TD-SCDMA

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Time Division Synchronous Code Division Multiple Access (TD-SCDMA) or UTRA/UMTS-TDD 1.28 Mcps Low Chip Rate (LCR),[1][2] is an air interface[1] found in UMTS mobile telecommunications networks in China as an alternative to W-CDMA. Together with TD-CDMA, it is also known as UMTS-TDD or IMT 2000 Time-Division (IMT-TD).[1]

The term "TD-SCDMA" is misleading. While it suggests covering only a channel access method based on CDMA, it is actually the common name for the whole air interface specification.[2]

TD-SCDMA uses the S-CDMA channel access method across multiple time slots.[3]

Objectives[edit]

TD-SCDMA was developed in the People's Republic of China by the Chinese Academy of Telecommunications Technology (CATT), Datang Telecom, and Siemens AG in an attempt to avoid dependence on Western technology. This is likely primarily for practical reasons, since other 3G formats require the payment of patent fees to a large number of Western patent holders.[4]

TD-SCDMA proponents also claim it is better suited for densely populated areas.[1] Further, it is supposed to cover all usage scenarios, whereas W-CDMA is optimised for symmetric traffic and macro cells, while TD-CDMA is best used in low mobility scenarios within micro or pico cells.[1]

TD-SCDMA is based on spread spectrum technology which makes it unlikely that it will be able to completely escape the payment of license fees to western patent holders. The launch of a national TD-SCDMA network was initially projected by 2005[5] but only reached large scale commercial trials with 60,000 users across eight cities in 2008.[6]

On January 7, 2009, China granted a TD-SCDMA 3G licence to China Mobile.[7]

On September 21, 2009, China Mobile officially announced that it had 1,327,000 TD-SCDMA subscribers as of the end of August, 2009.[8]

While TD is primarily a China-only system, it may well be exported to developing countries. It is likely to be replaced with a newer TD-LTE system over the next 5 years.

Deployment and usage[edit]

On January 20, 2006, Ministry of Information Industry of the People's Republic of China formally announced that TD-SCDMA is the country's standard of 3G mobile telecommunication. On February 15, 2006, a timeline for deployment of the network in China was announced, stating pre-commercial trials would take place starting after completion of a number of test networks in select cities. These trials ran from March to October, 2006, but the results were apparently unsatisfactory. In early 2007, the Chinese government instructed the dominant cellular carrier, China Mobile, to build commercial trial networks in eight cities, and the two fixed-line carriers, China Telecom and China Netcom, to build one each in two other cities. Construction of these trial networks was scheduled to finish during the fourth quarter of 2007, but delays meant that construction was not complete until early 2008.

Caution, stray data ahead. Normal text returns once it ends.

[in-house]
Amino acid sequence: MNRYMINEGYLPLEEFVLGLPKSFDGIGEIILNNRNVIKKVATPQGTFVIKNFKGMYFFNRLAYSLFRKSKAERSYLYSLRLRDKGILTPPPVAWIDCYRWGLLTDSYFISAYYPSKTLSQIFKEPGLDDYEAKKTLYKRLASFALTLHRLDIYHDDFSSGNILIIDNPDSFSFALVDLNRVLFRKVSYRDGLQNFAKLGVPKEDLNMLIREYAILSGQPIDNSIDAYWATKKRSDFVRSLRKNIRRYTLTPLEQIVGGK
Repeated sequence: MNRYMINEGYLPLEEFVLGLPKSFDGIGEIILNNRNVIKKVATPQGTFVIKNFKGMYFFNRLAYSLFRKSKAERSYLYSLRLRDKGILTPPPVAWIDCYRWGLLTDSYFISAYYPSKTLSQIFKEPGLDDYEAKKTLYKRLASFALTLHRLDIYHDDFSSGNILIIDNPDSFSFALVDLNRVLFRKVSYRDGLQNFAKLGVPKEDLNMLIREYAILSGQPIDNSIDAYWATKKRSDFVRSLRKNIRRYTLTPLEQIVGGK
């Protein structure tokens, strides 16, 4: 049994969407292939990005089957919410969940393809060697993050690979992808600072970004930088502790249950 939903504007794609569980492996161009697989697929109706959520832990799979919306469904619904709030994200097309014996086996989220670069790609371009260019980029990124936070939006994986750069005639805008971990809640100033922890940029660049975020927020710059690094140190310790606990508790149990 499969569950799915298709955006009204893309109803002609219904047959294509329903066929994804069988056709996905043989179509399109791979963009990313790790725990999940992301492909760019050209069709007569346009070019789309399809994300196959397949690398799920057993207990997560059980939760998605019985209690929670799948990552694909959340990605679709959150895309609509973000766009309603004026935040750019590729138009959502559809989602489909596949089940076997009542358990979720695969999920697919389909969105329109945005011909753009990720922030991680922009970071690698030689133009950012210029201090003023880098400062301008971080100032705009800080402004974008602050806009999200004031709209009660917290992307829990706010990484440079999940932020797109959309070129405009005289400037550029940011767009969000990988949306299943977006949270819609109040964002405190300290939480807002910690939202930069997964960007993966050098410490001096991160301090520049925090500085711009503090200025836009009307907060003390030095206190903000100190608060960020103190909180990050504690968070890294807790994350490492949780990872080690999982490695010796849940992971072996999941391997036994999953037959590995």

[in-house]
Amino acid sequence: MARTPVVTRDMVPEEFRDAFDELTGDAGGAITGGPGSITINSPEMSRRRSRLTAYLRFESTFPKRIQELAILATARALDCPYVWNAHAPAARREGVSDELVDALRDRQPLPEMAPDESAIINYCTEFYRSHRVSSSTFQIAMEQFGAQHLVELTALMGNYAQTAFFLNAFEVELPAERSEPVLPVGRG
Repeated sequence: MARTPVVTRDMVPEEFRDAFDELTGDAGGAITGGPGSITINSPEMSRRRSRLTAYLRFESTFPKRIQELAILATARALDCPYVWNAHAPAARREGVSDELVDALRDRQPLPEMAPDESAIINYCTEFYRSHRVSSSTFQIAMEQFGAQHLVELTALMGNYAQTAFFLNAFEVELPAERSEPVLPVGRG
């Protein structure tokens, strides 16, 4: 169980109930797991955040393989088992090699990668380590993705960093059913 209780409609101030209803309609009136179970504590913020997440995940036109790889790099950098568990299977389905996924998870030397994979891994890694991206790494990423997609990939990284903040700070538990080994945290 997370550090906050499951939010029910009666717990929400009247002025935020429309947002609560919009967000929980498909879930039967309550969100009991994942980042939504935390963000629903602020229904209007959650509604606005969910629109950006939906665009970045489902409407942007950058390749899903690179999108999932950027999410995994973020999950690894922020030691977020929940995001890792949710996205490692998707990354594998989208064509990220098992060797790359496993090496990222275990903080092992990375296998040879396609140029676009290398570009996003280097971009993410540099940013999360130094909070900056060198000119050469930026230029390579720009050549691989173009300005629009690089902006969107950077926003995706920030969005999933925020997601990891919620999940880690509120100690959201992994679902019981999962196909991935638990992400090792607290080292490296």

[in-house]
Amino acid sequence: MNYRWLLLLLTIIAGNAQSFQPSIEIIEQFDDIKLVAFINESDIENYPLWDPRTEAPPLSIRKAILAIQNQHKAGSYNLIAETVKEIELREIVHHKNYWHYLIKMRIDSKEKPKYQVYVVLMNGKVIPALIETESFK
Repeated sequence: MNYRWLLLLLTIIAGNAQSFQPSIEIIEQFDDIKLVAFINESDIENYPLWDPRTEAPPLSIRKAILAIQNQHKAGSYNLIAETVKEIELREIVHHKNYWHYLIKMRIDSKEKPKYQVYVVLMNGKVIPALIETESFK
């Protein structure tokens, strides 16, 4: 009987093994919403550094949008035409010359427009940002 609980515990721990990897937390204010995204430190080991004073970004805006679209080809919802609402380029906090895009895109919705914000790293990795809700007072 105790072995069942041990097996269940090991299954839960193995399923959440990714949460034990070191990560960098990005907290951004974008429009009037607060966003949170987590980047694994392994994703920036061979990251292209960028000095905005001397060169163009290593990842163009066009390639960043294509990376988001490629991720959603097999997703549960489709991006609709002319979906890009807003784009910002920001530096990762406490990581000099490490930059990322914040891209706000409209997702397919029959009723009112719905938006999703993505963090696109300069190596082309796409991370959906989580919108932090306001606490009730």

The standard has been adopted by 3GPP since Rel-4, known as "UTRA TDD 1.28Mbps Option".[1]

On March 28, 2008, China Mobile Group announced TD-SCDMA "commercial trials" for 60,000 test users in eight cities from April 1, 2008. Networks using other 3G standards (WCDMA and CDMA2000 EV/DO) had still not been launched in China, as these were delayed until TD-SCDMA was ready for commercial launch.

In January 2009 the Ministry of Industry and Information Technology (MIIT) in China took the unusual step of assigning licences for 3 different third-generation mobile phone standards to three carriers in a long-awaited step that is expected to prompt $41 billion in spending on new equipment. The Chinese-developed standard, TD-SCDMA, was assigned to China Mobile, the world's biggest phone carrier by subscribers. That appeared to be an effort to make sure the new system has the financial and technical backing to succeed. Licences for two existing 3G standards, W-CDMA and CDMA2000 1xEV-DO, were assigned to China Unicom and China Telecom, respectively. Third-generation, or 3G, technology supports Web surfing, wireless video and other services and the start of service is expected to spur new revenue growth.

Technical highlights[edit]

TD-SCDMA uses TDD, in contrast to the FDD scheme used by W-CDMA. By dynamically adjusting the number of timeslots used for downlink and uplink, the system can more easily accommodate asymmetric traffic with different data rate requirements on downlink and uplink than FDD schemes. Since it does not require paired spectrum for downlink and uplink, spectrum allocation flexibility is also increased. Using the same carrier frequency for uplink and downlink also means that the channel condition is the same on both directions, and the base station can deduce the downlink channel information from uplink channel estimates, which is helpful to the application of beamforming techniques.

TD-SCDMA also uses TDMA in addition to the CDMA used in WCDMA. This reduces the number of users in each timeslot, which reduces the implementation complexity of multiuser detection and beamforming schemes, but the non-continuous transmission also reduces coverage (because of the higher peak power needed), mobility (because of lower power control frequency) and complicates radio resource management algorithms.

The "S" in TD-SCDMA stands for "synchronous", which means that uplink signals are synchronized at the base station receiver, achieved by continuous timing adjustments. This reduces the interference between users of the same timeslot using different codes by improving the orthogonality between the codes, therefore increasing system capacity, at the cost of some hardware complexity in achieving uplink synchronization.

See also[edit]

References[edit]

Documentation[edit]

External links[edit]